And in Las Vegas, it was a mayor who was sent scrambling to find new funding – – because the Department of Homeland Security chose to take the city off of America’s high-risk list, even though more people celebrated New Year’s Eve in Las Vegas than in New York’s Time Square.

I wish I could tell you that these two examples are exceptions to the rule…that choices being made in Washington are more right than wrong. But too often, that’s not the case.

You know America can do better when it comes to protecting our cities, and together in 2006, we will. We’re going to fight to make sure that the choices made in Washington are the right choices you need to keep our communities safe.

In Washington today, we hear tough rhetoric about making America secure, but that rhetoric is rarely followed by real action.

The problem is… we have leaders who are making wrong choices. They’re choosing their political interest over America’s interest.

And their wrong choices are making your jobs harder and our country less safe.

Consider the White House’s choice not to participate in the Congressional investigation of Hurricane Katrina, the worst natural disaster ever to hit U.S. soil… and the worst federal response to a disaster we have ever seen.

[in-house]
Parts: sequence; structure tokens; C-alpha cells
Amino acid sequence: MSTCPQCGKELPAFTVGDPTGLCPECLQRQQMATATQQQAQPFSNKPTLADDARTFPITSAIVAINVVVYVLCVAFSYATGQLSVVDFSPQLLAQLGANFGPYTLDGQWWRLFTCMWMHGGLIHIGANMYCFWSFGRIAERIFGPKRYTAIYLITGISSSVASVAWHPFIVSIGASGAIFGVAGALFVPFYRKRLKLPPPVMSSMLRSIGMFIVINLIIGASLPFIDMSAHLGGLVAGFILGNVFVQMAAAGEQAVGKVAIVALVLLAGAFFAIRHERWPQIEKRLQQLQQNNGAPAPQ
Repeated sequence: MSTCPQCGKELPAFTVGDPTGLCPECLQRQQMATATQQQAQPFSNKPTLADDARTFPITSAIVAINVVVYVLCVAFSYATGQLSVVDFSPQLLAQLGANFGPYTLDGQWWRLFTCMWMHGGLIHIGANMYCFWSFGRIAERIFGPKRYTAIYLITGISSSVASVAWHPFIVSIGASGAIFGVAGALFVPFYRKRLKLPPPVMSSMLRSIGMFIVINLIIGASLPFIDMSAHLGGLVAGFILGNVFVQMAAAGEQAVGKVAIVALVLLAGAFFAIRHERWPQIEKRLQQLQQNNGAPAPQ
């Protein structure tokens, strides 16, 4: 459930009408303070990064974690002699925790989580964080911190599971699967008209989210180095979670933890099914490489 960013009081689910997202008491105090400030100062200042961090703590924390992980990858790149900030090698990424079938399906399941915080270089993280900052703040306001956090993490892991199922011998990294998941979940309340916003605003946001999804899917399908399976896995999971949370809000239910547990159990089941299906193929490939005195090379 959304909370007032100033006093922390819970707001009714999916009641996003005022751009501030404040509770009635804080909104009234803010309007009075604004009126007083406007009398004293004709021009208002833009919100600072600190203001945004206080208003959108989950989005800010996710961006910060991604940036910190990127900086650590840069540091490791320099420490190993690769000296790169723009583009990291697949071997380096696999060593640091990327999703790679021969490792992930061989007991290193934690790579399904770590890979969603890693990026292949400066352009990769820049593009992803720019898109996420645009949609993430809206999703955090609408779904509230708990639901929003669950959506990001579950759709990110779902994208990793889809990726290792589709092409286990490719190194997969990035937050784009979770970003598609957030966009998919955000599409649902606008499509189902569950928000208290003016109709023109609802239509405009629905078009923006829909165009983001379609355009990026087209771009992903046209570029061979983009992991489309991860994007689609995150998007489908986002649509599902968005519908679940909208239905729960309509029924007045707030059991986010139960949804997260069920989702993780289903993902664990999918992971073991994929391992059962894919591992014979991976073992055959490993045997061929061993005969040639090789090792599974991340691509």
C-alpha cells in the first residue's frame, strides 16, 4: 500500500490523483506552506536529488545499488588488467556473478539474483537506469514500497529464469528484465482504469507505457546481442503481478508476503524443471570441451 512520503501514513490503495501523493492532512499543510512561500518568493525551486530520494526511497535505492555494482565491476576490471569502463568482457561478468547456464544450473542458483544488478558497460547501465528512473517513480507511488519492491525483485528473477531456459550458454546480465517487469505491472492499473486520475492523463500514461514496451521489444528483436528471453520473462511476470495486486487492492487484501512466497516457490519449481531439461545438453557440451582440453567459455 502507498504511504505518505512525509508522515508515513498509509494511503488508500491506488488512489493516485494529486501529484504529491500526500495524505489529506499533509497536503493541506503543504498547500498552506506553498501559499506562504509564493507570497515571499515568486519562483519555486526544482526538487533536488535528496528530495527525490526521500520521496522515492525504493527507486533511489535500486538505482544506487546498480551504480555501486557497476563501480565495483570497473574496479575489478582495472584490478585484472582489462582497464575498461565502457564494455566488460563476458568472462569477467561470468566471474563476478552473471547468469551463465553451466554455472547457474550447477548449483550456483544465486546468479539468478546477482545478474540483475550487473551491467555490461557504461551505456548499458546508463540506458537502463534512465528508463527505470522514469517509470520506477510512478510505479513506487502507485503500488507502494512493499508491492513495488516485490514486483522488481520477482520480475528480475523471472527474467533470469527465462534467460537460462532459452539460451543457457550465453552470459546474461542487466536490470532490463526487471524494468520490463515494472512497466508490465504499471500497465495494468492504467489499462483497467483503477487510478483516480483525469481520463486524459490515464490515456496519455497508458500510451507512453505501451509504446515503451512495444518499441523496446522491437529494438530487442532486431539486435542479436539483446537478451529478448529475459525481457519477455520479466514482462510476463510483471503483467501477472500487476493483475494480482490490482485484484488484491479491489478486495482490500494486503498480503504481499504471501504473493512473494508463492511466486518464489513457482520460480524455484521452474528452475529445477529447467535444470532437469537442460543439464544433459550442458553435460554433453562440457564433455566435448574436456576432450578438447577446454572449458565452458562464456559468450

We need to find why the government failed so badly. If we don’t, we are doomed to repeat the mistakes.

Any one of your cities or towns could be the next New Orleans. Today. Tomorrow. Next week or next month. And the federal government owes it to you and your citizens to be prepared the next time disaster strikes.

My colleagues and I have called for an Independent Commission to investigate Katrina, but the White House has rejected this approach.

The next best thing is the current Congressional investigation, but even with this, the White House is dragging its feet.

It has refused to provide witnesses to Congress. It has ignored requests to provide documents. And according to one of the Congressional Committee Chairman, it has engaged in a “conscious strategy of slow walking [the] investigation.”

Who pays for this choice? You. Your communities are at risk because the White House is more concerned with its political problems than protecting the American people.

We need to complete this investigation – – not so we can point fingers at those who failed, but so we can join hands and do what it takes to make America safe.

Here’s another choice being made in Washington that does not make sense. The decision announced last Sunday to cut 17,000 personnel from the National Guard.

In the days following Hurricane Katrina, I flew to New Orleans and met with Guardsmen from Nevada. They were brave men and women, willing to do whatever it took to restore order and get the region back on its feet.

These Nevadans were demonstrating the valuable role the National Guard plays in homeland security. They were proud of their work, and I was proud of them.

By proposing a cut of 17,000 Guardsmen, the administration is jeopardizing the National Guard’s role in keeping America safe.